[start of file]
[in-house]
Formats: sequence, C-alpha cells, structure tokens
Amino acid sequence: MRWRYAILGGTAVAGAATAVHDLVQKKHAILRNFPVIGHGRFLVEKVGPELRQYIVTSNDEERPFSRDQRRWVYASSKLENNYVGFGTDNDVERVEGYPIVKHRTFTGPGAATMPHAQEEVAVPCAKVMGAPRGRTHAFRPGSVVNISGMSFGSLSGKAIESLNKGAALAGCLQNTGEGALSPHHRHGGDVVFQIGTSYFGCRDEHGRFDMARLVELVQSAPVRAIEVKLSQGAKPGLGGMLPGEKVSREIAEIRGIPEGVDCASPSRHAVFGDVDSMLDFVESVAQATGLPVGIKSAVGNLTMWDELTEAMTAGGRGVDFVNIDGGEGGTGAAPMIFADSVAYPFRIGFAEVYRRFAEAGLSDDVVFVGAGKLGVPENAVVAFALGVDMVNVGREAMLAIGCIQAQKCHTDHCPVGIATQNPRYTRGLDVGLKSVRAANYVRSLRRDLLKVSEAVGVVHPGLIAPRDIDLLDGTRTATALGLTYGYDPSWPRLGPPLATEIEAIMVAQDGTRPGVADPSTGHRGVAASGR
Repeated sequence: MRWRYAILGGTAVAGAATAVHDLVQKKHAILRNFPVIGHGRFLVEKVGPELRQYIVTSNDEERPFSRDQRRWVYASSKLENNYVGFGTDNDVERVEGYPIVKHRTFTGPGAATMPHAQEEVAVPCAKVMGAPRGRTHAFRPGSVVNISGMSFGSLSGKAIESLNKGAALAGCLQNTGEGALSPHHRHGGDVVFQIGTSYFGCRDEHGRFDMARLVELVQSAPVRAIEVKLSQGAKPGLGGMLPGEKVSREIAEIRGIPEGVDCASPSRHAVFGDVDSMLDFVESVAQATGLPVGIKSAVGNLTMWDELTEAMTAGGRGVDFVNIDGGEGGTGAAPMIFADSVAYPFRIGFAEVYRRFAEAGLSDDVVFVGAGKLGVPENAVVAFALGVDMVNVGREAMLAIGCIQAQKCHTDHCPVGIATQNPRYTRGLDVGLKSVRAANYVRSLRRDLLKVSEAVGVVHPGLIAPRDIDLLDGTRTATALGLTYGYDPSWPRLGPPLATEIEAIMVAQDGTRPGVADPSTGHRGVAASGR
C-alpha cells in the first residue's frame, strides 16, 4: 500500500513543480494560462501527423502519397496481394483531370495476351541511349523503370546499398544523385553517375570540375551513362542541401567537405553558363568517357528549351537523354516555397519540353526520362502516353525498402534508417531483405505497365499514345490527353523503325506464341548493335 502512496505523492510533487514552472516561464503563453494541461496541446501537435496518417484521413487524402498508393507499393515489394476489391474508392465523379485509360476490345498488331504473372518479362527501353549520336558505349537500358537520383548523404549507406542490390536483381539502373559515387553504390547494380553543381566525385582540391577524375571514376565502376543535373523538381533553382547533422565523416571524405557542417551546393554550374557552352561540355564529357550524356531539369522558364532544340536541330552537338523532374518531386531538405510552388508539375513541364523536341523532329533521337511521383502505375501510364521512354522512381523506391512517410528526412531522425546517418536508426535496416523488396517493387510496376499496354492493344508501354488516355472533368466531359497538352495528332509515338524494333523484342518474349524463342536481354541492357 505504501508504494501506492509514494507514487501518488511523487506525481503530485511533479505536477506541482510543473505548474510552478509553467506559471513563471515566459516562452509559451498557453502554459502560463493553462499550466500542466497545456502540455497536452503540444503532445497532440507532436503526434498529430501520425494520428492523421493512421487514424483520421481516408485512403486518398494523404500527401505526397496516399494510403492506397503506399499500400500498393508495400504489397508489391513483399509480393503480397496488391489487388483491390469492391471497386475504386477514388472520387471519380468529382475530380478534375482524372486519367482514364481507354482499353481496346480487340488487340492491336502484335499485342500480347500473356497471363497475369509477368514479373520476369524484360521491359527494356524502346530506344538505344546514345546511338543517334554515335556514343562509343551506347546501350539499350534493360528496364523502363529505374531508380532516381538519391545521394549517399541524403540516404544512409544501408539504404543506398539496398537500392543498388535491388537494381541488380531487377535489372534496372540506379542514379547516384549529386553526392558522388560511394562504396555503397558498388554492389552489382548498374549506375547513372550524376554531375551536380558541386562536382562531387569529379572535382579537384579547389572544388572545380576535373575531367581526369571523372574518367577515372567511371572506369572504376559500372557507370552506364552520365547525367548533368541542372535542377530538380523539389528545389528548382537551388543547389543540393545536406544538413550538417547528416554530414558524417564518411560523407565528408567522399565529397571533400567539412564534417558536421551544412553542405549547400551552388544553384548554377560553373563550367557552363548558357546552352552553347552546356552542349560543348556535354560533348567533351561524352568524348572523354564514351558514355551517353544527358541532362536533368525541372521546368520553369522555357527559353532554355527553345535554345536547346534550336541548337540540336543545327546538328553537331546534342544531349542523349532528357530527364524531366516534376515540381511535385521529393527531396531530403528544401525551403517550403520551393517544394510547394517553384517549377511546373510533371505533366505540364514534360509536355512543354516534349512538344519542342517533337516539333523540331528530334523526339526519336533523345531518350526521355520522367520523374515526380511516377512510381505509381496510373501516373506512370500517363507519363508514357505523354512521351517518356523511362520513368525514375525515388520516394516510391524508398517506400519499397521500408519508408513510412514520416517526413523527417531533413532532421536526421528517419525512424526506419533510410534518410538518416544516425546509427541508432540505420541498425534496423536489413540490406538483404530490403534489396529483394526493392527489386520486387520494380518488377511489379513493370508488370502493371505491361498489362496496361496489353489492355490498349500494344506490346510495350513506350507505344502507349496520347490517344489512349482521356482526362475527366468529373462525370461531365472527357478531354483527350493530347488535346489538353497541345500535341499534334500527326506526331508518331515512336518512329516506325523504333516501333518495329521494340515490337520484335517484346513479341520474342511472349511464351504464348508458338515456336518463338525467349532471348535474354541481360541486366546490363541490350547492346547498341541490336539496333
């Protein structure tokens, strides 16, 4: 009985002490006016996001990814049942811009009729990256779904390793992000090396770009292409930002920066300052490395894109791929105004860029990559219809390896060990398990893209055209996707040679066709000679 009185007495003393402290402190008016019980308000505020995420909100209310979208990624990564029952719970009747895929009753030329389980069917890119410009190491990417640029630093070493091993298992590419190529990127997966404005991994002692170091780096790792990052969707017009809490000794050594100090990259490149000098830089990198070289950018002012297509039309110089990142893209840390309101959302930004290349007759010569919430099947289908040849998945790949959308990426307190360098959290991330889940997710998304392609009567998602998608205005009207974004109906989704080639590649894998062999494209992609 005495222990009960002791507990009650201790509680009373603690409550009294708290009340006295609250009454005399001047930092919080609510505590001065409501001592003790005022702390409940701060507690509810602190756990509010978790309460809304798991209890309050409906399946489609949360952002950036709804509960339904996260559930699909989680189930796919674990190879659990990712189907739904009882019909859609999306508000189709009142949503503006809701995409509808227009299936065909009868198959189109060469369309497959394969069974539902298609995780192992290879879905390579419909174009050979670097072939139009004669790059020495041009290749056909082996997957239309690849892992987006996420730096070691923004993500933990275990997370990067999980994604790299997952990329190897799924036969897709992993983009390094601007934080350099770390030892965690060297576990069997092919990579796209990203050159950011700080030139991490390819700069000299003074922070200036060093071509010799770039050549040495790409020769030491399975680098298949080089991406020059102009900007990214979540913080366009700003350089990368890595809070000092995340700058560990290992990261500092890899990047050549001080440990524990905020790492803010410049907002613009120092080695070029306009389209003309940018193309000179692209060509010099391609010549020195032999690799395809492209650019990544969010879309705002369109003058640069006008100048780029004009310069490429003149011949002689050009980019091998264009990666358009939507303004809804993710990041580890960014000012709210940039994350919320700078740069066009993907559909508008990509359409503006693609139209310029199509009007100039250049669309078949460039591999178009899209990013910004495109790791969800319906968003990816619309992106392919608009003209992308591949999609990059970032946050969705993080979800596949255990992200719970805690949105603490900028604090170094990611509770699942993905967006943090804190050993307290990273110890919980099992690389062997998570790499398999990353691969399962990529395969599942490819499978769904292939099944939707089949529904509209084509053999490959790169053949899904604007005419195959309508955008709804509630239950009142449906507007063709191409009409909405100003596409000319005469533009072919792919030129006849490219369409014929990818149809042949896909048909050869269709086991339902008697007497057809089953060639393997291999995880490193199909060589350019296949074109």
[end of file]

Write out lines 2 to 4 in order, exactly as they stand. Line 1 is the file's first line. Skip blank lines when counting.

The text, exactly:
Formats: sequence, C-alpha cells, structure tokens
Amino acid sequence: MRWRYAILGGTAVAGAATAVHDLVQKKHAILRNFPVIGHGRFLVEKVGPELRQYIVTSNDEERPFSRDQRRWVYASSKLENNYVGFGTDNDVERVEGYPIVKHRTFTGPGAATMPHAQEEVAVPCAKVMGAPRGRTHAFRPGSVVNISGMSFGSLSGKAIESLNKGAALAGCLQNTGEGALSPHHRHGGDVVFQIGTSYFGCRDEHGRFDMARLVELVQSAPVRAIEVKLSQGAKPGLGGMLPGEKVSREIAEIRGIPEGVDCASPSRHAVFGDVDSMLDFVESVAQATGLPVGIKSAVGNLTMWDELTEAMTAGGRGVDFVNIDGGEGGTGAAPMIFADSVAYPFRIGFAEVYRRFAEAGLSDDVVFVGAGKLGVPENAVVAFALGVDMVNVGREAMLAIGCIQAQKCHTDHCPVGIATQNPRYTRGLDVGLKSVRAANYVRSLRRDLLKVSEAVGVVHPGLIAPRDIDLLDGTRTATALGLTYGYDPSWPRLGPPLATEIEAIMVAQDGTRPGVADPSTGHRGVAASGR
Repeated sequence: MRWRYAILGGTAVAGAATAVHDLVQKKHAILRNFPVIGHGRFLVEKVGPELRQYIVTSNDEERPFSRDQRRWVYASSKLENNYVGFGTDNDVERVEGYPIVKHRTFTGPGAATMPHAQEEVAVPCAKVMGAPRGRTHAFRPGSVVNISGMSFGSLSGKAIESLNKGAALAGCLQNTGEGALSPHHRHGGDVVFQIGTSYFGCRDEHGRFDMARLVELVQSAPVRAIEVKLSQGAKPGLGGMLPGEKVSREIAEIRGIPEGVDCASPSRHAVFGDVDSMLDFVESVAQATGLPVGIKSAVGNLTMWDELTEAMTAGGRGVDFVNIDGGEGGTGAAPMIFADSVAYPFRIGFAEVYRRFAEAGLSDDVVFVGAGKLGVPENAVVAFALGVDMVNVGREAMLAIGCIQAQKCHTDHCPVGIATQNPRYTRGLDVGLKSVRAANYVRSLRRDLLKVSEAVGVVHPGLIAPRDIDLLDGTRTATALGLTYGYDPSWPRLGPPLATEIEAIMVAQDGTRPGVADPSTGHRGVAASGR